12.  The fact that the Supreme Court had not yet decided Skilling at the time of Baxter's 2005 trial or 2008 direct appeal is insufficient to demonstrate “cause.” As the Court explained in Bousley, “[w]hile we have held that a claim that ‘is so novel that its legal basis is not reasonably available to counsel’ may constitute cause for a procedural default, ․ petitioner's claim does not qualify as such [because the claim] ․ was most surely not a novel one.” 523 U.S. at 622. It was not novel, the Court said, because “the Federal Reporters were replete with cases involving” such challenges. Id. The same was true at the time of Baxter's trial regarding the Skilling-like claim that he raises here. See, e.g., United States v. Rybicki, 354 F.3d 124, 144 (2d Cir.2003) (en banc); United States v. Welch, 327 F.3d 1081, 1106 (10th Cir.2003); United States v. Easton, 54 F. App'x 242, 243–44 (8th Cir.2002); United States v. Frost, 125 F.3d 346, 371 (6th Cir.1997); id. at 370 n. 7 (collecting cases).

13.  See, e.g., McQuiggin, 133 S.Ct. at 1936 (remanding for further proceedings to determine whether the petitioner's challenge to his murder conviction met the actual innocence standard); Schlup v. Delo, 513 U.S. 298, 332 (1995) (same); House v. Bell, 547 U.S. 518, 555 (2006) (concluding that the petitioner made the requisite showing of actual innocence regarding his murder conviction to overcome procedural default); see also Sawyer v. Whitley, 505 U.S. 333, 340 (1992) (“A prototypical example of ‘actual innocence’ in a colloquial sense is the case where the State has convicted the wrong person of the crime.”).

14.  This is true at least when conviction on each of the other theories would lead to the same or a greater sentence than conviction on the invalid theory. See Caso, 723 F.3d at 223 (stating, in the context of evaluating an offense the government forwent because of a plea bargain, that “we should not require a person to spend 30 years in prison on an erroneous ․ conviction because he was guilty of [a less serious] offense that would carry a [lesser] sentence.”). In this case, there is no claim that conviction on a money-and-property theory would have led to a different (or lesser) sentence than conviction on an honest-services theory. See Baxter Presentence Investigation Report ¶¶ 46–47 (grouping the conspiracy count, the substantive counts that were its objects, and the money laundering counts together “because ․ the offense level is determined largely on the basis of the total amount of harm or loss”; noting that, in those circumstances, the “offense level applicable to the Group is the offense level corresponding to the aggregated quantity” and that the court is to apply “the offense guideline that produces the highest offense level”; and concluding that the money laundering conspiracy count produced the highest offense level).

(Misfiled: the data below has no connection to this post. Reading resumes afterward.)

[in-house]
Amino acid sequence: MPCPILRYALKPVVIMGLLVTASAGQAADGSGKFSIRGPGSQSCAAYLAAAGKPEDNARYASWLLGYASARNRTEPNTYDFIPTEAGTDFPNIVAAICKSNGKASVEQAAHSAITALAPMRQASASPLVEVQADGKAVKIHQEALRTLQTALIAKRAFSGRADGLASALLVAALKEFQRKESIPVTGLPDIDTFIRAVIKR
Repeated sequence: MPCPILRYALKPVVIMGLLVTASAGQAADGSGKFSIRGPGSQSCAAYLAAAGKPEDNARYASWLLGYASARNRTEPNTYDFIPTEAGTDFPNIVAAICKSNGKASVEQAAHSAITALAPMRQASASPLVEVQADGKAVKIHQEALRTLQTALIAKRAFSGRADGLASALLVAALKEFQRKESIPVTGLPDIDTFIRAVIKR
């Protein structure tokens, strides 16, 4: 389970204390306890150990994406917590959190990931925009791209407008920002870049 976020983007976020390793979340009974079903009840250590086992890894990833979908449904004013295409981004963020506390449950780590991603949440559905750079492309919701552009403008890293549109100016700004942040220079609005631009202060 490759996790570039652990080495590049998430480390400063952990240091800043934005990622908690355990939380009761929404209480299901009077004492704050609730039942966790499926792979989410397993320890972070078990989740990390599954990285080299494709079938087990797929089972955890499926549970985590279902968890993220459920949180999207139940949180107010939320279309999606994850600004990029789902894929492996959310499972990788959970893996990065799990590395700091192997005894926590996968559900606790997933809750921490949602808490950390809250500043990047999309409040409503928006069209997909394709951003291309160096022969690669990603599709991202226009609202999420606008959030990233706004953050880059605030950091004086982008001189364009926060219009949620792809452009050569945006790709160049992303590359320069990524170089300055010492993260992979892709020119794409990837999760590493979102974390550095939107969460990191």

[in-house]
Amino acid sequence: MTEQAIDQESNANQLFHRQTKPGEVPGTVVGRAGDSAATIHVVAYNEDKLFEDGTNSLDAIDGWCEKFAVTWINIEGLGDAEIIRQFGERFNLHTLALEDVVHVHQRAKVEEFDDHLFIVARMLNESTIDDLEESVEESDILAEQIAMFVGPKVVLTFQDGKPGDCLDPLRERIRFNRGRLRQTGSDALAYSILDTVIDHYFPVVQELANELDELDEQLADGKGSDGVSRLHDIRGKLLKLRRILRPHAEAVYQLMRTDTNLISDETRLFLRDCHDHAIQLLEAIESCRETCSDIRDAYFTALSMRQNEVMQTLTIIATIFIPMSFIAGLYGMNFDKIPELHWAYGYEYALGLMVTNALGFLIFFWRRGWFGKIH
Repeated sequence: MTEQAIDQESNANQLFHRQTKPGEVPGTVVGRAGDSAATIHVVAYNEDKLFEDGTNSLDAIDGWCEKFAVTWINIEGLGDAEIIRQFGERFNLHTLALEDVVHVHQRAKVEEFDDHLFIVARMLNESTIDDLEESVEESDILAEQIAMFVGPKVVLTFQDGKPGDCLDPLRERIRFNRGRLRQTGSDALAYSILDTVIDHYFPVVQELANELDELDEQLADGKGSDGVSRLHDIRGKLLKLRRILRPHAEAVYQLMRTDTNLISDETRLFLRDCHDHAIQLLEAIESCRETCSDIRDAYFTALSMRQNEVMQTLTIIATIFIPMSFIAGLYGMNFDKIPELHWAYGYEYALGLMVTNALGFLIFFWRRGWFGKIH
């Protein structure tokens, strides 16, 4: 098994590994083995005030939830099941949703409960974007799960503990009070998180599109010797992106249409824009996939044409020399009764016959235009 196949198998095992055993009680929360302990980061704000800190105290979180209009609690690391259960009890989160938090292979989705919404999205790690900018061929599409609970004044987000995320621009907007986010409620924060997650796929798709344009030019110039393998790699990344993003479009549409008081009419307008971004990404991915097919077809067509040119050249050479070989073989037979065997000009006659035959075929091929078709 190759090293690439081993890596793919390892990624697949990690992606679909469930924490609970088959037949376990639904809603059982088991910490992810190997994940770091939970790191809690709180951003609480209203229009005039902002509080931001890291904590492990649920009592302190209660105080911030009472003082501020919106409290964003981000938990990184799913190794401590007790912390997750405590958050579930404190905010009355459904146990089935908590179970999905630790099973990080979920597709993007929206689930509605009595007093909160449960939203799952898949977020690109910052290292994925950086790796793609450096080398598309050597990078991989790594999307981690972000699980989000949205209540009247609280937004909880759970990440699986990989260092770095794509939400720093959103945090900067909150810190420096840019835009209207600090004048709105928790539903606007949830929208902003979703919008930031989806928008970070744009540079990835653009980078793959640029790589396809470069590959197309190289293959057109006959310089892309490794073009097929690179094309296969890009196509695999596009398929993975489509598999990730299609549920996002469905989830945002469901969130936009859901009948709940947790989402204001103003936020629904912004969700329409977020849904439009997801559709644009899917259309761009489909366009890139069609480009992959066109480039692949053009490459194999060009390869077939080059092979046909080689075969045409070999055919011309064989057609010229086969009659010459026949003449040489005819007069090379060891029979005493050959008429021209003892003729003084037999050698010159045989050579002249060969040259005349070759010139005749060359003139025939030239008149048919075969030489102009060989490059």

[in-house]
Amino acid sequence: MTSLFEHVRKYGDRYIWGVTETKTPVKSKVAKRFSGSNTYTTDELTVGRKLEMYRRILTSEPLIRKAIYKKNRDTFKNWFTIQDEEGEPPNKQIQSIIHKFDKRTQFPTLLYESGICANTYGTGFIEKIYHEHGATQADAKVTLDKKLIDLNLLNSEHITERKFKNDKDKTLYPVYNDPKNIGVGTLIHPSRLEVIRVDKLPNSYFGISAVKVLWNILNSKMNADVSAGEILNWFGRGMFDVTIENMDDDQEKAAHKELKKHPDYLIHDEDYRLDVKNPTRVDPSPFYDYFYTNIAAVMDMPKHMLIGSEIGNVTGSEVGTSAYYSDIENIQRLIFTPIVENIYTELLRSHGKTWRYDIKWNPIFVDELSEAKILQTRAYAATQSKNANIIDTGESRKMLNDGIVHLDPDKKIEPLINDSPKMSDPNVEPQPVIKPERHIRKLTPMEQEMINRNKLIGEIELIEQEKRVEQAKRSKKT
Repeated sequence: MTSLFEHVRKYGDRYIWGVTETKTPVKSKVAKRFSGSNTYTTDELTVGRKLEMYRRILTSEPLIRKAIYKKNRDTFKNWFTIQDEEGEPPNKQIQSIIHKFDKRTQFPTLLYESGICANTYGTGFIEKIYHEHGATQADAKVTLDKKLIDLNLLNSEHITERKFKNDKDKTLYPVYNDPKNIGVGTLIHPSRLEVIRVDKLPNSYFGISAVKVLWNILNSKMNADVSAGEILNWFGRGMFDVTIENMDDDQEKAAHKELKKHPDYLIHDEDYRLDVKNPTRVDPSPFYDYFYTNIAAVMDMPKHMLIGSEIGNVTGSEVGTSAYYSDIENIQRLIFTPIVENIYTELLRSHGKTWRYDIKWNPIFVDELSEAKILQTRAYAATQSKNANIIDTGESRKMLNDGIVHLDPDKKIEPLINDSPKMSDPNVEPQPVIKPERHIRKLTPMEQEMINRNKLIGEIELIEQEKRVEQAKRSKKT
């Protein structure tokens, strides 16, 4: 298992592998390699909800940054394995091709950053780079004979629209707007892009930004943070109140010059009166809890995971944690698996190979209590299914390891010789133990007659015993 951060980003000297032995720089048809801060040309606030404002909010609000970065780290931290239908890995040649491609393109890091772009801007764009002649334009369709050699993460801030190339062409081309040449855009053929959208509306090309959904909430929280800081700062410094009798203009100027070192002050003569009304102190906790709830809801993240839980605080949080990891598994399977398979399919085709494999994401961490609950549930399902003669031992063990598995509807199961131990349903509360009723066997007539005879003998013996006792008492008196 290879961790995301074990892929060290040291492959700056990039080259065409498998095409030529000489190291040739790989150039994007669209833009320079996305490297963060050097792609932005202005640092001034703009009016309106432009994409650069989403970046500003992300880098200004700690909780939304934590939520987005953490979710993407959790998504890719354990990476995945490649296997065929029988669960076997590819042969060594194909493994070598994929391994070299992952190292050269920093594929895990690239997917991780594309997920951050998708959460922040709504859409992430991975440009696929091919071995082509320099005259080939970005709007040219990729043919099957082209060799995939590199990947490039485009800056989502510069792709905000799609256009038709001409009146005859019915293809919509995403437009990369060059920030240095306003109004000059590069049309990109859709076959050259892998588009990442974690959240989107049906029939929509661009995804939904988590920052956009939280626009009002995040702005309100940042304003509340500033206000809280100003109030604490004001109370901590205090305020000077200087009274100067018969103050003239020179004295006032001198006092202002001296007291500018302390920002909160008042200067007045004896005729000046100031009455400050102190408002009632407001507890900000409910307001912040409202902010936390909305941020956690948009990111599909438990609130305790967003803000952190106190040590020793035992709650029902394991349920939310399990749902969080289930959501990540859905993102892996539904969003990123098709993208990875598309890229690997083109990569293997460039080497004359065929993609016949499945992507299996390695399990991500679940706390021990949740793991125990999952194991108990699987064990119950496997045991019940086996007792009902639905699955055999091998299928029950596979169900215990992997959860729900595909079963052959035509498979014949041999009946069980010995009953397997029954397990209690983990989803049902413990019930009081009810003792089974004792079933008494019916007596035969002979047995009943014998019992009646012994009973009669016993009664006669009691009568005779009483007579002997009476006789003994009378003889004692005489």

15.  In Caso, we suggested that the most likely rationale for Bousley's rule—that the showing of actual innocence must extend to more serious, and likely equally serious, charges forgone in exchange for a plea bargain—is that the rule ensures “the defendant does not receive an unjustified ‘windfall.’ “ Caso, 723 F.3d at 223 (quoting Lewis v. Peterson, 329 F.3d 934, 936 (7th Cir.2003)). This rationale applies a fortiori to alternative theories of an offense upon which a defendant was actually charged and convicted.

16.  See also Adefehinti, 510 F.3d at 322 (“The money laundering statute ․ has no application to the transparent division or deposit of [illegally obtained] proceeds.”); id. at 324 (“Having carried out a fraud of which concealment was an integral part, defendants cannot be charged with the same concealment a second time, as if it were the sort of independent manipulation of the proceeds required for money laundering.”).

17.  See also Baxter Hemphill Br. 32 (“In short, the Government's theory at trial impermissibly allowed the jury to commingle the initial transactions that formed the basis of the unlawful activity with the transactions that ‘washed’ those illegal proceeds ‘clean’ “ (quoting United States v. Seward, 272 F.3d 831, 836 (7th Cir.2001))); Hemphill Hemphill Br. 55 (“[I]n effect, the Government claimed that it could prove embezzlement and have it punished as money laundering.”). Although Baxter's Hemphill brief did not cite Adefehinti (which issued after oral argument in Hemphill but before the opinion was released), it did cite United States v. Seward, 272 F.3d at 836, a case upon which Adefehinti relied for the same proposition. See Adefehinti, 510 F.3d at 324.

18.  Although this portion of the Hemphill opinion was addressed to Hemphill's money laundering challenge, Baxter expressly joined that portion of her brief. See Baxter Hemphill Br. 16 n. 1.

Opinion for the Court filed by Chief Judge GARLAND.